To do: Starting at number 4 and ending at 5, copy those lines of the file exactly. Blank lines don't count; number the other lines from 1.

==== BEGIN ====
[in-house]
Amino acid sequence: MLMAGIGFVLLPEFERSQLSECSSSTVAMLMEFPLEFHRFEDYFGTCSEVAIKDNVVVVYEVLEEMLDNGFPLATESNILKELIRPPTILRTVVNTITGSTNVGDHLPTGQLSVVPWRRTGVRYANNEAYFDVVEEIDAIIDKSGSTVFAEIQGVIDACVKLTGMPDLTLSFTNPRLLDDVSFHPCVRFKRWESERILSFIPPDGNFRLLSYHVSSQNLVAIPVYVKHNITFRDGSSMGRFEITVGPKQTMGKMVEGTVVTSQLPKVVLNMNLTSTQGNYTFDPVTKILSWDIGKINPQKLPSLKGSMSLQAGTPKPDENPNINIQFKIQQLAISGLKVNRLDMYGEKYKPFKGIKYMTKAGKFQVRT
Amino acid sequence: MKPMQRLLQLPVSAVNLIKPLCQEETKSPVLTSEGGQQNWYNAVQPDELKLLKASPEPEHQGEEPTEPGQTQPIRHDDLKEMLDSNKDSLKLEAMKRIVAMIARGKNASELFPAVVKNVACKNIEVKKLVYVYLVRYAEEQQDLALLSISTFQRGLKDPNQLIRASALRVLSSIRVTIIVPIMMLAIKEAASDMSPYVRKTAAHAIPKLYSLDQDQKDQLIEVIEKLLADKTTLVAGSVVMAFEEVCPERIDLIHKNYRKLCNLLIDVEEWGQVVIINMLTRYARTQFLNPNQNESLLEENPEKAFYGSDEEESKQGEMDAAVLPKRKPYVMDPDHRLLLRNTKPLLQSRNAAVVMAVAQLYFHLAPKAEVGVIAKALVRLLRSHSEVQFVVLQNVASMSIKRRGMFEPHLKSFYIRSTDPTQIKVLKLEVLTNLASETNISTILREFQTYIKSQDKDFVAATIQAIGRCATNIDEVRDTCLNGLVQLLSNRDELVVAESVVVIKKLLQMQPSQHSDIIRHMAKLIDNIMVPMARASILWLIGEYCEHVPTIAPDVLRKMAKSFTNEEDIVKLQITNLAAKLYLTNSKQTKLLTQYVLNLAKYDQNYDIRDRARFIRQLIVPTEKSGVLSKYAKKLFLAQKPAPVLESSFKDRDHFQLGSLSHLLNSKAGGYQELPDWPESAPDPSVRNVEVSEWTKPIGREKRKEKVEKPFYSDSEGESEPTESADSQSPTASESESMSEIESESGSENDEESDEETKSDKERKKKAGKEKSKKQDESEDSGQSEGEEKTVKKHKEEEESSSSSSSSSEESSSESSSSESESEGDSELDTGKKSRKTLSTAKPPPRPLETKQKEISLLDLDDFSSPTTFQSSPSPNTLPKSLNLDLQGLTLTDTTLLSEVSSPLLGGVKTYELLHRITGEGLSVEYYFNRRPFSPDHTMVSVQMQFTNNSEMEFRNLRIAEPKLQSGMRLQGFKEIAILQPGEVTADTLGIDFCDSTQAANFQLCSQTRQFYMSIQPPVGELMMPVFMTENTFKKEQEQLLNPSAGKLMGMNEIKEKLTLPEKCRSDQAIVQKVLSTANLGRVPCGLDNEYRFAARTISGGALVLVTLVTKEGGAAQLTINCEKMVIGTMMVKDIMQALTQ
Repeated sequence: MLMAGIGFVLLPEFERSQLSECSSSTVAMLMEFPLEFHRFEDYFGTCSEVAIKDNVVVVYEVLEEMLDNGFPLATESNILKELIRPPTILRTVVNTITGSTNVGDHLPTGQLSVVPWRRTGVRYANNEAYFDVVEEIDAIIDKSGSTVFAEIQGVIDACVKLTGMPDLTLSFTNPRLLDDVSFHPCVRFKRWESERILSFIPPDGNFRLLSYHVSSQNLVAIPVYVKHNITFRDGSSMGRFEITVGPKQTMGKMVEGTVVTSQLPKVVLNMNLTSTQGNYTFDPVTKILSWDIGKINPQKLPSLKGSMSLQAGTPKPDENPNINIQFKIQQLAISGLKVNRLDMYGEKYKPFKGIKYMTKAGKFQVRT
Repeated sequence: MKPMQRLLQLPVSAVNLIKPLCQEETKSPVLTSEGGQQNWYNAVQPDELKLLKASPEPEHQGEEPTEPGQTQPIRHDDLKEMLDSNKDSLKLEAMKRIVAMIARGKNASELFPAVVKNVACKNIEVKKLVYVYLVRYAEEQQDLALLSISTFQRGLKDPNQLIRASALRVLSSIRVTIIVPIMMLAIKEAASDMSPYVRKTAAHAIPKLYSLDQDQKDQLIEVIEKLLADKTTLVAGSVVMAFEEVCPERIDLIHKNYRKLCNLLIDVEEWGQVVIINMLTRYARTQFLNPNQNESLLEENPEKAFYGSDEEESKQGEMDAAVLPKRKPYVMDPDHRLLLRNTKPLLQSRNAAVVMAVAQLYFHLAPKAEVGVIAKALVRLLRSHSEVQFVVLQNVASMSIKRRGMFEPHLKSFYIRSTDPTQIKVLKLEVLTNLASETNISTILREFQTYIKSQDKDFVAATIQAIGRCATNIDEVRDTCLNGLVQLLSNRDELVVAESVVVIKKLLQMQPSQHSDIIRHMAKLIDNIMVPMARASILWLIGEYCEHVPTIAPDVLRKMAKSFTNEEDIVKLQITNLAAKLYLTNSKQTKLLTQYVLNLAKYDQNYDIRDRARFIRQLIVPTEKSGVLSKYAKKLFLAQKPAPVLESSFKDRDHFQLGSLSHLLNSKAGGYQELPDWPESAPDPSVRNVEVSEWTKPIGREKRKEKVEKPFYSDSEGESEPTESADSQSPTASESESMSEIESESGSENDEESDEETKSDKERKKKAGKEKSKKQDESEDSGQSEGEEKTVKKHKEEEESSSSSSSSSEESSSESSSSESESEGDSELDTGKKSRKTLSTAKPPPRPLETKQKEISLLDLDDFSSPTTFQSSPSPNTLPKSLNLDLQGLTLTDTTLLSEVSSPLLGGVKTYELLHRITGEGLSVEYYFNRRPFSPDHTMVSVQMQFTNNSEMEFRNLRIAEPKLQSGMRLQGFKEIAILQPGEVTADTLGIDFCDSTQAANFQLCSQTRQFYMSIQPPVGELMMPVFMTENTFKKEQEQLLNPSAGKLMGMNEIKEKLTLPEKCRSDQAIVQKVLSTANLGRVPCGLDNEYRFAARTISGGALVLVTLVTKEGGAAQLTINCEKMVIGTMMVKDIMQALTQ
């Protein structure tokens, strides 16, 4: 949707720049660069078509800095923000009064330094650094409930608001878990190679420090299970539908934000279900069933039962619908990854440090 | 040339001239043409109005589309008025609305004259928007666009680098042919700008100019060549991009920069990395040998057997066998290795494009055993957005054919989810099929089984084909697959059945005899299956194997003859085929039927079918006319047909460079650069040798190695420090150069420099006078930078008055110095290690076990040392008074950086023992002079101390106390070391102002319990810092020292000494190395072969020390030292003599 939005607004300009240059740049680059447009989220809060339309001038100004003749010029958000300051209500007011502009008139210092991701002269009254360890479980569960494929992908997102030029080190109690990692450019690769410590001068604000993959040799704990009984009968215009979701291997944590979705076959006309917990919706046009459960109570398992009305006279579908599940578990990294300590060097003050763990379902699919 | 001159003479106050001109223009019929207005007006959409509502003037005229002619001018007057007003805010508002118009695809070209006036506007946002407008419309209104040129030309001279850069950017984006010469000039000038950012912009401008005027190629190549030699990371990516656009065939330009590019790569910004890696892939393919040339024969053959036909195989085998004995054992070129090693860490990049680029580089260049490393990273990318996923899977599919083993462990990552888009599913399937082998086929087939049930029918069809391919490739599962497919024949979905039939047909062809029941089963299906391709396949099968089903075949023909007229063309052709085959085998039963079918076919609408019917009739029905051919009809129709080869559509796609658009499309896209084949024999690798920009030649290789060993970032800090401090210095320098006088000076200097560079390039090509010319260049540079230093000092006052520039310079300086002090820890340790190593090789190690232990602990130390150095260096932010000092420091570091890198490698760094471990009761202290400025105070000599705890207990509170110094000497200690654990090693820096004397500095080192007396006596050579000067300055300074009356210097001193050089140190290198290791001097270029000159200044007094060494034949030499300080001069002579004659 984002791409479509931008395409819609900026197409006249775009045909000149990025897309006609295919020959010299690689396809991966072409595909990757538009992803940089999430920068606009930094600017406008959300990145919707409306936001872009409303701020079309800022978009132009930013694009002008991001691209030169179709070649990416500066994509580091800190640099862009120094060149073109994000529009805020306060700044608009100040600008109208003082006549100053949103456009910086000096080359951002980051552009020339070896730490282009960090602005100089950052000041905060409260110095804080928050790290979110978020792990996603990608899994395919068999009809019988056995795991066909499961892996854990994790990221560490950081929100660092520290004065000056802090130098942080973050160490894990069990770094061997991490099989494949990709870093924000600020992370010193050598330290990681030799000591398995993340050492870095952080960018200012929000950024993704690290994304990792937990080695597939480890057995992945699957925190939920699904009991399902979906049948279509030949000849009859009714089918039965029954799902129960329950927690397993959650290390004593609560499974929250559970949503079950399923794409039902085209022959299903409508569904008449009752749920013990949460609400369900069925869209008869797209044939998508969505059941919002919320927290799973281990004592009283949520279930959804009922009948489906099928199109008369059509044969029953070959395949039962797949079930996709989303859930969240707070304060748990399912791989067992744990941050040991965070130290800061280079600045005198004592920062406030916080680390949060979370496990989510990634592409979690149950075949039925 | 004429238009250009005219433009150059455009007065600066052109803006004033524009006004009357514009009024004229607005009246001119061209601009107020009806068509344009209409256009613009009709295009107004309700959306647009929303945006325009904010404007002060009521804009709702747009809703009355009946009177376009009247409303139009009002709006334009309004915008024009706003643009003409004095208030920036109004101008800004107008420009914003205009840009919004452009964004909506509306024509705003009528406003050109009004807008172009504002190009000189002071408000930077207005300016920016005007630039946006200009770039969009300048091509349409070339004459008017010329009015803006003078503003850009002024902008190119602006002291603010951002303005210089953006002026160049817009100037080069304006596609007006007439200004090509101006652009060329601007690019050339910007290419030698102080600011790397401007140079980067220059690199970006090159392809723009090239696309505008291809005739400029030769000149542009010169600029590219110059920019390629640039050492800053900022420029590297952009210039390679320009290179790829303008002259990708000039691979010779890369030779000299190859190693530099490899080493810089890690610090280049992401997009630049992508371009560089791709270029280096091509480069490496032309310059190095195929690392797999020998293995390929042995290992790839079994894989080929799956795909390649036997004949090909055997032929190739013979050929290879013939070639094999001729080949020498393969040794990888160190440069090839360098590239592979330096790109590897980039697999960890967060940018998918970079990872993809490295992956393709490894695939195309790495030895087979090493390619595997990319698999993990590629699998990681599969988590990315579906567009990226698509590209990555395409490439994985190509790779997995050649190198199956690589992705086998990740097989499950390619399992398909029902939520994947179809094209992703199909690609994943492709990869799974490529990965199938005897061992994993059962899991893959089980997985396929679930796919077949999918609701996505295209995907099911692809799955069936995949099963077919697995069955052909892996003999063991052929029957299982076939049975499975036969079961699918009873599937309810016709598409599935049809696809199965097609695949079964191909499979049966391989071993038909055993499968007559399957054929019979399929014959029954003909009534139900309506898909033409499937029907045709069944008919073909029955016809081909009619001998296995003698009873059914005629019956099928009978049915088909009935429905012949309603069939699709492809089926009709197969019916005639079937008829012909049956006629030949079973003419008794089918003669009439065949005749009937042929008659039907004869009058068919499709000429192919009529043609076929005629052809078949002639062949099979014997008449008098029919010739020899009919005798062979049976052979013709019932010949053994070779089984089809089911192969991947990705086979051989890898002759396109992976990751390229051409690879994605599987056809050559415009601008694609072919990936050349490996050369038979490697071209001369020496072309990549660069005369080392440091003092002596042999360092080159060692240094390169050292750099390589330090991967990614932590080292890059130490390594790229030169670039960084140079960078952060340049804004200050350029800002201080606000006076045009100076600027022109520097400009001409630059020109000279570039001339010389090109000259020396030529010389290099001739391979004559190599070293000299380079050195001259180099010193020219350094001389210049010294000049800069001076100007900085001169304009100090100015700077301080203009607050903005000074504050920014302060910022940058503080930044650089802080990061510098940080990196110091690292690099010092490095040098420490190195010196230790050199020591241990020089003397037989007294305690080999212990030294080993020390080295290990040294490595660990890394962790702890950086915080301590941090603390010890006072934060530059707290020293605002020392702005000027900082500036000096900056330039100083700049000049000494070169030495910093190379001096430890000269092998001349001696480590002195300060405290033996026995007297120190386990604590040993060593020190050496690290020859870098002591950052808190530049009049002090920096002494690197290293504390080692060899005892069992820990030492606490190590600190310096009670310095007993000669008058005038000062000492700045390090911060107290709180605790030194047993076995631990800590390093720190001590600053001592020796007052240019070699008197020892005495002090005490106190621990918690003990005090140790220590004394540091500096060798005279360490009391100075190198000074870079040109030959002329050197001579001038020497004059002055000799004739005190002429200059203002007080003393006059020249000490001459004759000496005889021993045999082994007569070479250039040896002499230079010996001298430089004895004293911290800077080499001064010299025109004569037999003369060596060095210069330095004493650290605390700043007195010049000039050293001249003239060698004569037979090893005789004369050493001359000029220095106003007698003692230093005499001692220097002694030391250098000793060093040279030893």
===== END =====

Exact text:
Repeated sequence: MLMAGIGFVLLPEFERSQLSECSSSTVAMLMEFPLEFHRFEDYFGTCSEVAIKDNVVVVYEVLEEMLDNGFPLATESNILKELIRPPTILRTVVNTITGSTNVGDHLPTGQLSVVPWRRTGVRYANNEAYFDVVEEIDAIIDKSGSTVFAEIQGVIDACVKLTGMPDLTLSFTNPRLLDDVSFHPCVRFKRWESERILSFIPPDGNFRLLSYHVSSQNLVAIPVYVKHNITFRDGSSMGRFEITVGPKQTMGKMVEGTVVTSQLPKVVLNMNLTSTQGNYTFDPVTKILSWDIGKINPQKLPSLKGSMSLQAGTPKPDENPNINIQFKIQQLAISGLKVNRLDMYGEKYKPFKGIKYMTKAGKFQVRT
Repeated sequence: MKPMQRLLQLPVSAVNLIKPLCQEETKSPVLTSEGGQQNWYNAVQPDELKLLKASPEPEHQGEEPTEPGQTQPIRHDDLKEMLDSNKDSLKLEAMKRIVAMIARGKNASELFPAVVKNVACKNIEVKKLVYVYLVRYAEEQQDLALLSISTFQRGLKDPNQLIRASALRVLSSIRVTIIVPIMMLAIKEAASDMSPYVRKTAAHAIPKLYSLDQDQKDQLIEVIEKLLADKTTLVAGSVVMAFEEVCPERIDLIHKNYRKLCNLLIDVEEWGQVVIINMLTRYARTQFLNPNQNESLLEENPEKAFYGSDEEESKQGEMDAAVLPKRKPYVMDPDHRLLLRNTKPLLQSRNAAVVMAVAQLYFHLAPKAEVGVIAKALVRLLRSHSEVQFVVLQNVASMSIKRRGMFEPHLKSFYIRSTDPTQIKVLKLEVLTNLASETNISTILREFQTYIKSQDKDFVAATIQAIGRCATNIDEVRDTCLNGLVQLLSNRDELVVAESVVVIKKLLQMQPSQHSDIIRHMAKLIDNIMVPMARASILWLIGEYCEHVPTIAPDVLRKMAKSFTNEEDIVKLQITNLAAKLYLTNSKQTKLLTQYVLNLAKYDQNYDIRDRARFIRQLIVPTEKSGVLSKYAKKLFLAQKPAPVLESSFKDRDHFQLGSLSHLLNSKAGGYQELPDWPESAPDPSVRNVEVSEWTKPIGREKRKEKVEKPFYSDSEGESEPTESADSQSPTASESESMSEIESESGSENDEESDEETKSDKERKKKAGKEKSKKQDESEDSGQSEGEEKTVKKHKEEEESSSSSSSSSEESSSESSSSESESEGDSELDTGKKSRKTLSTAKPPPRPLETKQKEISLLDLDDFSSPTTFQSSPSPNTLPKSLNLDLQGLTLTDTTLLSEVSSPLLGGVKTYELLHRITGEGLSVEYYFNRRPFSPDHTMVSVQMQFTNNSEMEFRNLRIAEPKLQSGMRLQGFKEIAILQPGEVTADTLGIDFCDSTQAANFQLCSQTRQFYMSIQPPVGELMMPVFMTENTFKKEQEQLLNPSAGKLMGMNEIKEKLTLPEKCRSDQAIVQKVLSTANLGRVPCGLDNEYRFAARTISGGALVLVTLVTKEGGAAQLTINCEKMVIGTMMVKDIMQALTQ